Related: Why We Chose To Formula Feed
Pick and choose those that you trust to seek advice from and stick to those people. For us, the only people who have a say in our family and parenting decisions are me, Zack, our pediatrician, and Allie herself. We have certain family members that we’ll ask advice from here and there, but at the end of the day, very few opinions are taken into account when making choices for our daughter or for our family.
Learn When and How To Say ‘No’
You do not have to do absolutely everything. I repeat: you do not have to do everything. It’s okay if you don’t want to grab drinks with the girls or take your newborn out to a large group gathering during flu season. It’s okay if you don’t get to the laundry or forget to take something out for dinner. And it’s more than okay if you don’t feel like entertaining in your home and want some time to yourself with your little one. Life goes on and everyone else will have to learn to deal with it. Only focus on what matters most you and I promise you’ll be much less stressed and exhausted.
Continue Your Usual Habits and Routines
This might sound like it’s easier said than done, but I swear by this one. I remember people telling me when I was pregnant to do everything I liked doing while I could. As if for some reason having a baby meant I couldn’t do those things. Things like going to Target or picking up sushi on a whim or hitting the gym or whatever it may be. And I remember feeling slightly discouraged even before Allie was even born over this “fact”. But let me be the first to tell you, that having a baby does not mean you cannot continue your routines.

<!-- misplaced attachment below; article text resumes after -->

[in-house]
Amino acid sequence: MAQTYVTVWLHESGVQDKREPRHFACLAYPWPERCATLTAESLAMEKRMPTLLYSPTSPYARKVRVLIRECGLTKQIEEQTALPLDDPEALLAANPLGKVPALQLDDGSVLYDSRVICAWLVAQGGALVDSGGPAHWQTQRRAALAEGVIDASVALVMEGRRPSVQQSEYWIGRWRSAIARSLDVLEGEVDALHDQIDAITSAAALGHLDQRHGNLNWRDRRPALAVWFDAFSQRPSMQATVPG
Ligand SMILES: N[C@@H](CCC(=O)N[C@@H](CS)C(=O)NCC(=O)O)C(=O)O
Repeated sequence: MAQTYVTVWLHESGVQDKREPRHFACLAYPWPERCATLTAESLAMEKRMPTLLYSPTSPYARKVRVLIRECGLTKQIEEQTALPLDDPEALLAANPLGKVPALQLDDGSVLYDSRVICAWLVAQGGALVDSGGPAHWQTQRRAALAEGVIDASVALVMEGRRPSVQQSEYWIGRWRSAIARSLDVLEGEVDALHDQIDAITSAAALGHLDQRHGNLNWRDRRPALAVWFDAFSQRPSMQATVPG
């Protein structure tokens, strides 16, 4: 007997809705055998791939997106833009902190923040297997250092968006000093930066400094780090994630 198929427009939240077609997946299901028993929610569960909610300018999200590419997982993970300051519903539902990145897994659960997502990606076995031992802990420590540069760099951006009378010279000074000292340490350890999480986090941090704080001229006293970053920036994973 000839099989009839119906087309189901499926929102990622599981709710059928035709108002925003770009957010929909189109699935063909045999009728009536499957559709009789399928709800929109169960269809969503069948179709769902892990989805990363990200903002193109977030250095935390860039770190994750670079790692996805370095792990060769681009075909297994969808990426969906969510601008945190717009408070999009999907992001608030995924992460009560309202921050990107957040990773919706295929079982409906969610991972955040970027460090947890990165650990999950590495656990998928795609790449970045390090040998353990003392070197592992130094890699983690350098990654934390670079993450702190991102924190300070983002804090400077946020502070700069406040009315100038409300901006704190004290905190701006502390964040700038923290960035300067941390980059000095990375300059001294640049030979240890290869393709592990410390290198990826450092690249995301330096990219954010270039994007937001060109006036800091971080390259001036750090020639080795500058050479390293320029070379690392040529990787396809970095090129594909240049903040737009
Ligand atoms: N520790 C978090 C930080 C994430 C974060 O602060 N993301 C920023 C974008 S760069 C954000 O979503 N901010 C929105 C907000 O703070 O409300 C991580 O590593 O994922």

Is my routine a little different these days? Of course, it is. But I’ve always made it a priority to continue my life regardless. I continue to work out and I continue to hit up Target whenever I want to. I continue to grab lunch with friends or spend a day exploring the city. I still wake up and do my hair and makeup and I still take full 20-30 minute showers. I even still go to the bathroom! *gasp!* Anything I used to do prior to having a baby, I still do to this day and I’ve found it to be really important for my mental health this past year.